Parents going through a custody battle or divorce will find that the child visitation schedule is the core of any custody agreement. The schedule will set forth the details of when the child will spend time with each parent. It should contain a regular residential schedule as well as schedules for holidays and vacations.

The regular residential schedule shall determine when the child will spend time with each parent on a regular basis. It should provide the child with continuity and structure. The child should be able to see each parent as part an established routine.

The holiday schedule should divide the child’s time in an equitable manner between the parents. The holiday schedule trumps the regular one, so if a holiday scheduled for one parent falls during the other parent’s time, the parent allotted the holiday time shall have the child.

The vacation schedule interrupts the regular one. If a parent would like to schedule vacation time with the child, he or she should make sure the time doesn’t conflict with the holiday schedule.

Of course, if parents are able to work things out and verbally agree, modifications can be made. For example, if a father wanted to take the child for two weeks in the summer which happened to conflict with the mother’s turn for Independence Day, perhaps they could agree to trade and the mother would have the child on Labor Day, instead.

At the end of the day, the court ordered child visitation schedule must be adhered to if parents are unable to mutually agree on other arrangements.

The kind of custody you have and the reasons for the need for a custody agreement in the first place will have an impact on the type of schedule you create.

The ex-husband who was abusive to his wife and child will have significantly less visitation time than a normal person would. Depending on the severity of the abuse and whether or not the abuse is likely to continue, the perpetrator may even be given limited, supervised visitation. In this case, it is almost certain that the mother would be given sole custody.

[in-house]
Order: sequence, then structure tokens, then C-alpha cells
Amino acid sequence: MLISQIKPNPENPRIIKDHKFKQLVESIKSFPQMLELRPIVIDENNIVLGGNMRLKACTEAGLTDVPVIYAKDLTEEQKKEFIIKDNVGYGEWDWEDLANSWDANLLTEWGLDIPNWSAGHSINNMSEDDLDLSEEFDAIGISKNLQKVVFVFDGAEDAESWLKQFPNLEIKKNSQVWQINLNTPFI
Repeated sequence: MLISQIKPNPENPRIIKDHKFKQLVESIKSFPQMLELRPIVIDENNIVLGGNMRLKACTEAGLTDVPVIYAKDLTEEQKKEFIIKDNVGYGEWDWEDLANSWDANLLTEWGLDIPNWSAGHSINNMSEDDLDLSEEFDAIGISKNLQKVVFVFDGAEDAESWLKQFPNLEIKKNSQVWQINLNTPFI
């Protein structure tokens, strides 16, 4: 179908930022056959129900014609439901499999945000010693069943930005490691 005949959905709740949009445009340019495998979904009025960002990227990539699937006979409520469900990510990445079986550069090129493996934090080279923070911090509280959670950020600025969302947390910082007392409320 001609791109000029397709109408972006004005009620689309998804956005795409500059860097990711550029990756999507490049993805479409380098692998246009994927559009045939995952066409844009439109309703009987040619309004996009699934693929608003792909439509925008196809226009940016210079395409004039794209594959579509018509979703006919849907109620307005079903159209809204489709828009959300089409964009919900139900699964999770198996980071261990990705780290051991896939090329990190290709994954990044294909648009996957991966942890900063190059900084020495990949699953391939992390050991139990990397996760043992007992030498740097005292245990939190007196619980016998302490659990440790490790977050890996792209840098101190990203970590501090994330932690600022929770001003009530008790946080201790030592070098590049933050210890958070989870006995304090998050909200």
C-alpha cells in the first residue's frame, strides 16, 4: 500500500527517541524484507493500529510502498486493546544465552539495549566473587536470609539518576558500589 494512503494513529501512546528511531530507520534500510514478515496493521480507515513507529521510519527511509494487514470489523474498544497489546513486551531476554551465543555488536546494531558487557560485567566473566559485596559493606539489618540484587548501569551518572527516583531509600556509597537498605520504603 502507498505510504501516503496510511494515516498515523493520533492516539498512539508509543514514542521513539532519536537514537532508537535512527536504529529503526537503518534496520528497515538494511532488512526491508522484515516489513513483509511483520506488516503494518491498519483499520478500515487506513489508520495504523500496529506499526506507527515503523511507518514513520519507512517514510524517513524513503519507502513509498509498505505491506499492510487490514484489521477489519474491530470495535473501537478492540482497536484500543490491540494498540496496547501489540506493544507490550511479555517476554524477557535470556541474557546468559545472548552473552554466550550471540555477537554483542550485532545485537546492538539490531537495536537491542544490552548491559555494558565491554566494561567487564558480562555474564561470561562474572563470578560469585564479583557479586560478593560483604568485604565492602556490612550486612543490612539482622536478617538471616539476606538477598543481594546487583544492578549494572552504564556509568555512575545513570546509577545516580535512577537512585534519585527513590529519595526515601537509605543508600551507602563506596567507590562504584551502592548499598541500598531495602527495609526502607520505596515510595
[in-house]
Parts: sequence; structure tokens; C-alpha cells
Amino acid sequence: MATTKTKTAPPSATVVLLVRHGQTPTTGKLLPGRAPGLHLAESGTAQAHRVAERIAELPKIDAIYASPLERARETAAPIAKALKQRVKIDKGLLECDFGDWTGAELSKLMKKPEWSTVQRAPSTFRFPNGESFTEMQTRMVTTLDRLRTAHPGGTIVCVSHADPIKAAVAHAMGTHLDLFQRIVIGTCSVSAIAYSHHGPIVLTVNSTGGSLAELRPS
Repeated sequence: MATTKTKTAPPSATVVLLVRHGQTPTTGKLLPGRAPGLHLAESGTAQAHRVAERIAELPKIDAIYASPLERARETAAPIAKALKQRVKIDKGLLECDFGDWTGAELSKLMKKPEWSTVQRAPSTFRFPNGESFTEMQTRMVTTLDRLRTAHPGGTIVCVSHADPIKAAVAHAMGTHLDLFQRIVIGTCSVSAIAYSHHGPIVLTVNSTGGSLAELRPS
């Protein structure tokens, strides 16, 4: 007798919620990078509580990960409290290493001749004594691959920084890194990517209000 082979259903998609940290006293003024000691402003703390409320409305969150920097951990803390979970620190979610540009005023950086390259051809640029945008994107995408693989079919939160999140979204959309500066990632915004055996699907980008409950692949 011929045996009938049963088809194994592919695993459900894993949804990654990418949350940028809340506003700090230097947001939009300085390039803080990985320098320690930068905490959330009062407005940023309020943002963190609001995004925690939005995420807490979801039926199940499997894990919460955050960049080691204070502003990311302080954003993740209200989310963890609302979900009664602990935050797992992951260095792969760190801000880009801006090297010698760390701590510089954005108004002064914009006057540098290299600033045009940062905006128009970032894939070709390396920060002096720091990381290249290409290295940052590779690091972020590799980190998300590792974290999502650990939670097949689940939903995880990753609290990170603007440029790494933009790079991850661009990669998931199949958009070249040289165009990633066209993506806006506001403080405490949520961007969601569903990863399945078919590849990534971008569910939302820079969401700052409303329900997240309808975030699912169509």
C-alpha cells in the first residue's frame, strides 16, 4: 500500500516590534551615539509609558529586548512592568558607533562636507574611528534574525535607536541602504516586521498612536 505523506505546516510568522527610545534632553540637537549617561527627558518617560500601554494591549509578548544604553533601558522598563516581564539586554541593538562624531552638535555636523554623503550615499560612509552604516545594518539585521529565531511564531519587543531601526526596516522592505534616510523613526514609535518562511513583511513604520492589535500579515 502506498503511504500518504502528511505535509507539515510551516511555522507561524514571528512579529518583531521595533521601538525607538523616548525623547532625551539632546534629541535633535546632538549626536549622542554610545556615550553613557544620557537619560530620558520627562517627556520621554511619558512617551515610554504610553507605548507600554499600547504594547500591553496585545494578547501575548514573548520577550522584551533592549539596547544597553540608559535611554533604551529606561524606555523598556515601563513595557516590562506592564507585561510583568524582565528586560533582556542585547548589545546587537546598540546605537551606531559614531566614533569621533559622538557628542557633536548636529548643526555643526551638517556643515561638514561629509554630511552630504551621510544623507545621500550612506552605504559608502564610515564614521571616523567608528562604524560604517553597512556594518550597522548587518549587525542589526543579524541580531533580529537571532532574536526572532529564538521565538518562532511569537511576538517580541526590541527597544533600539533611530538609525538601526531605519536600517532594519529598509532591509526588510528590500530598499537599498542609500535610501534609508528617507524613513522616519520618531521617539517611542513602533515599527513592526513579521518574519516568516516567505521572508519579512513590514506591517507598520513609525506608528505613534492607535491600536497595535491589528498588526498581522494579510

The ex-wife who had an affair that caused the breakup of the marriage could end up with sole custody despite her conduct. Most courts only consider the actions and behaviors of a person as it pertains to the care of the child. While committing adultery is reprehensible, this sort of activity most likely did not have a negative effect on the child, unless the child was directly exposed to the infidelity. Most courts consider the behavior of the parents as it affects the child and disregard any irrelevant negative traits.

Parents who have joint custody will spend a more proportionate amount of time with their child than when one parent has sole custody. Unless there are extenuating circumstances that would mandate otherwise, joint physical custody is usually viewed as better for the child than sole custody is. Some courts even prefer to award it.

Some parents experience difficulties when trying to create a child visitation schedule. When parents are unable to agree, the court case is prolonged. One of the best things parents can do for their children is to set their differences aside and work together to create a child visitation schedule.

Author's Bio: 

Christal Stephens has written extensively on the subjects of custody and parenting. Christal is a published author, part time custody blogger, and freelance writer. She lives on a small farm in rural Utah with her husband and four children.